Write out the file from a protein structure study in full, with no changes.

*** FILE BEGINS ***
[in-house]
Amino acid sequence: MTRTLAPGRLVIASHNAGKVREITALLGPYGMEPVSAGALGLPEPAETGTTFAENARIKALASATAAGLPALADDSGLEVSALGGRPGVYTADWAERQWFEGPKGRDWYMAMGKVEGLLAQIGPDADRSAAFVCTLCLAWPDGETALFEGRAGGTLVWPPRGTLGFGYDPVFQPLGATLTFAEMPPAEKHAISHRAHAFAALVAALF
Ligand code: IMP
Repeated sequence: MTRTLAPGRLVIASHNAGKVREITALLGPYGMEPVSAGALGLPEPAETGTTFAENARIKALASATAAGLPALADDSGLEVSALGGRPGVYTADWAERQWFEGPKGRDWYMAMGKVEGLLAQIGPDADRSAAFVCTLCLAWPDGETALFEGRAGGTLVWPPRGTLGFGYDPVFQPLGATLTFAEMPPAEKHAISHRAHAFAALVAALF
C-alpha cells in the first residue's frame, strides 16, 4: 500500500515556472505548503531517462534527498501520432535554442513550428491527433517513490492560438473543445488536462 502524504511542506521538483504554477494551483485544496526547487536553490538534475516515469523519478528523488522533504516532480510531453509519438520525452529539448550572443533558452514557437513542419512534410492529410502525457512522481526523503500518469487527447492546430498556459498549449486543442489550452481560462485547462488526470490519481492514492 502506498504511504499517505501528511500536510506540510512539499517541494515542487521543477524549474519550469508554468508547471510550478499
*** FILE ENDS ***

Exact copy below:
[in-house]
Amino acid sequence: MTRTLAPGRLVIASHNAGKVREITALLGPYGMEPVSAGALGLPEPAETGTTFAENARIKALASATAAGLPALADDSGLEVSALGGRPGVYTADWAERQWFEGPKGRDWYMAMGKVEGLLAQIGPDADRSAAFVCTLCLAWPDGETALFEGRAGGTLVWPPRGTLGFGYDPVFQPLGATLTFAEMPPAEKHAISHRAHAFAALVAALF
Ligand code: IMP
Repeated sequence: MTRTLAPGRLVIASHNAGKVREITALLGPYGMEPVSAGALGLPEPAETGTTFAENARIKALASATAAGLPALADDSGLEVSALGGRPGVYTADWAERQWFEGPKGRDWYMAMGKVEGLLAQIGPDADRSAAFVCTLCLAWPDGETALFEGRAGGTLVWPPRGTLGFGYDPVFQPLGATLTFAEMPPAEKHAISHRAHAFAALVAALF
C-alpha cells in the first residue's frame, strides 16, 4: 500500500515556472505548503531517462534527498501520432535554442513550428491527433517513490492560438473543445488536462 502524504511542506521538483504554477494551483485544496526547487536553490538534475516515469523519478528523488522533504516532480510531453509519438520525452529539448550572443533558452514557437513542419512534410492529410502525457512522481526523503500518469487527447492546430498556459498549449486543442489550452481560462485547462488526470490519481492514492 502506498504511504499517505501528511500536510506540510512539499517541494515542487521543477524549474519550469508554468508547471510550478499